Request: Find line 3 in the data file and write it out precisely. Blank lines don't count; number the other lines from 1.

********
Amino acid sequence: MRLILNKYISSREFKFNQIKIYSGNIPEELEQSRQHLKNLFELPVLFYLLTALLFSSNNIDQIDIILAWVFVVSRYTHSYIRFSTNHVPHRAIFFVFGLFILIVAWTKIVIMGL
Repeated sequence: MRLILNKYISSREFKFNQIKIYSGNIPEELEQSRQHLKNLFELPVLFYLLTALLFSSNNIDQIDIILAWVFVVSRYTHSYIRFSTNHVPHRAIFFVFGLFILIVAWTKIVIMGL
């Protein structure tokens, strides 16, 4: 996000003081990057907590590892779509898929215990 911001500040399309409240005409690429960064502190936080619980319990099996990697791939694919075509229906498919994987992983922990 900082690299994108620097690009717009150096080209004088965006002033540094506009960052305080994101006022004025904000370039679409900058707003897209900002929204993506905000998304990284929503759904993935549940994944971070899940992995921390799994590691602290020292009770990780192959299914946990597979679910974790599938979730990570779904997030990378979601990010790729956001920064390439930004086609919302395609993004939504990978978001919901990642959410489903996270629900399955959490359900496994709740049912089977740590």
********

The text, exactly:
């Protein structure tokens, strides 16, 4: 996000003081990057907590590892779509898929215990 911001500040399309409240005409690429960064502190936080619980319990099996990697791939694919075509229906498919994987992983922990 900082690299994108620097690009717009150096080209004088965006002033540094506009960052305080994101006022004025904000370039679409900058707003897209900002929204993506905000998304990284929503759904993935549940994944971070899940992995921390799994590691602290020292009770990780192959299914946990597979679910974790599938979730990570779904997030990378979601990010790729956001920064390439930004086609919302395609993004939504990978978001919901990642959410489903996270629900399955959490359900496994709740049912089977740590």